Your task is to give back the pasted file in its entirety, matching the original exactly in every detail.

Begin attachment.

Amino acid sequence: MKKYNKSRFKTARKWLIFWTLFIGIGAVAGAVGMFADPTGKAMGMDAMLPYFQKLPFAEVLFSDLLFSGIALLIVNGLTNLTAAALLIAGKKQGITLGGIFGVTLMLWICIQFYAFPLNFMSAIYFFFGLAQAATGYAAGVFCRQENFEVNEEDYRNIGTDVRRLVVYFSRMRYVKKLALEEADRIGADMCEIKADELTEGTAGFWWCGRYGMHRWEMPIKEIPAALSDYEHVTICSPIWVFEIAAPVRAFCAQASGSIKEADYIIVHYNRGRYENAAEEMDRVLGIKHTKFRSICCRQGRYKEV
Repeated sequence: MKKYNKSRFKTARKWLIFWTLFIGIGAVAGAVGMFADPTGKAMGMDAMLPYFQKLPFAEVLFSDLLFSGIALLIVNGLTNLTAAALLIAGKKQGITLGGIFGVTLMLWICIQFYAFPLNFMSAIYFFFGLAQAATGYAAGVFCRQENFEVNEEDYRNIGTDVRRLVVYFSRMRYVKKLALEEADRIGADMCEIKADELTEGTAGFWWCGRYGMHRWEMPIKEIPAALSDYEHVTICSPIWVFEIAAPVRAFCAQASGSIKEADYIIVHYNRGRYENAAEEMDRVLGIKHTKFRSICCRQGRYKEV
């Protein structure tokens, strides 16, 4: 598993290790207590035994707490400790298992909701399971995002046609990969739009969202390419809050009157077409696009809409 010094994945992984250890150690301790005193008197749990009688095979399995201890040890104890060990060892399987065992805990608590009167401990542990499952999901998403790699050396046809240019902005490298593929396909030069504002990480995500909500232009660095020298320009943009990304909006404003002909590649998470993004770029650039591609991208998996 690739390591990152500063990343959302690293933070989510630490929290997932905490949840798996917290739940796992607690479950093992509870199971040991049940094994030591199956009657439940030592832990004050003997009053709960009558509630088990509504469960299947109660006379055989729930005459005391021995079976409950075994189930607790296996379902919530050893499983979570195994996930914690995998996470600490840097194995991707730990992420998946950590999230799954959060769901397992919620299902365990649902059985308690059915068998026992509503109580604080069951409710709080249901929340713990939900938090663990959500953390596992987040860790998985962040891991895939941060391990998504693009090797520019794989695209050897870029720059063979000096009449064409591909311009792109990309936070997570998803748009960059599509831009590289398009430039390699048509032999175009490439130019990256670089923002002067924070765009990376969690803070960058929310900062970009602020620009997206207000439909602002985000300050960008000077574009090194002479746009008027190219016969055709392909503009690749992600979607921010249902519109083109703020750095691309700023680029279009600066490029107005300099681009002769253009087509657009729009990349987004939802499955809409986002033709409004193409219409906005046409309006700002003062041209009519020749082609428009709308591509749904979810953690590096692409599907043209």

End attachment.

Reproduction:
Amino acid sequence: MKKYNKSRFKTARKWLIFWTLFIGIGAVAGAVGMFADPTGKAMGMDAMLPYFQKLPFAEVLFSDLLFSGIALLIVNGLTNLTAAALLIAGKKQGITLGGIFGVTLMLWICIQFYAFPLNFMSAIYFFFGLAQAATGYAAGVFCRQENFEVNEEDYRNIGTDVRRLVVYFSRMRYVKKLALEEADRIGADMCEIKADELTEGTAGFWWCGRYGMHRWEMPIKEIPAALSDYEHVTICSPIWVFEIAAPVRAFCAQASGSIKEADYIIVHYNRGRYENAAEEMDRVLGIKHTKFRSICCRQGRYKEV
Repeated sequence: MKKYNKSRFKTARKWLIFWTLFIGIGAVAGAVGMFADPTGKAMGMDAMLPYFQKLPFAEVLFSDLLFSGIALLIVNGLTNLTAAALLIAGKKQGITLGGIFGVTLMLWICIQFYAFPLNFMSAIYFFFGLAQAATGYAAGVFCRQENFEVNEEDYRNIGTDVRRLVVYFSRMRYVKKLALEEADRIGADMCEIKADELTEGTAGFWWCGRYGMHRWEMPIKEIPAALSDYEHVTICSPIWVFEIAAPVRAFCAQASGSIKEADYIIVHYNRGRYENAAEEMDRVLGIKHTKFRSICCRQGRYKEV
């Protein structure tokens, strides 16, 4: 598993290790207590035994707490400790298992909701399971995002046609990969739009969202390419809050009157077409696009809409 010094994945992984250890150690301790005193008197749990009688095979399995201890040890104890060990060892399987065992805990608590009167401990542990499952999901998403790699050396046809240019902005490298593929396909030069504002990480995500909500232009660095020298320009943009990304909006404003002909590649998470993004770029650039591609991208998996 690739390591990152500063990343959302690293933070989510630490929290997932905490949840798996917290739940796992607690479950093992509870199971040991049940094994030591199956009657439940030592832990004050003997009053709960009558509630088990509504469960299947109660006379055989729930005459005391021995079976409950075994189930607790296996379902919530050893499983979570195994996930914690995998996470600490840097194995991707730990992420998946950590999230799954959060769901397992919620299902365990649902059985308690059915068998026992509503109580604080069951409710709080249901929340713990939900938090663990959500953390596992987040860790998985962040891991895939941060391990998504693009090797520019794989695209050897870029720059063979000096009449064409591909311009792109990309936070997570998803748009960059599509831009590289398009430039390699048509032999175009490439130019990256670089923002002067924070765009990376969690803070960058929310900062970009602020620009997206207000439909602002985000300050960008000077574009090194002479746009008027190219016969055709392909503009690749992600979607921010249902519109083109703020750095691309700023680029279009600066490029107005300099681009002769253009087509657009729009990349987004939802499955809409986002033709409004193409219409906005046409309006700002003062041209009519020749082609428009709308591509749904979810953690590096692409599907043209």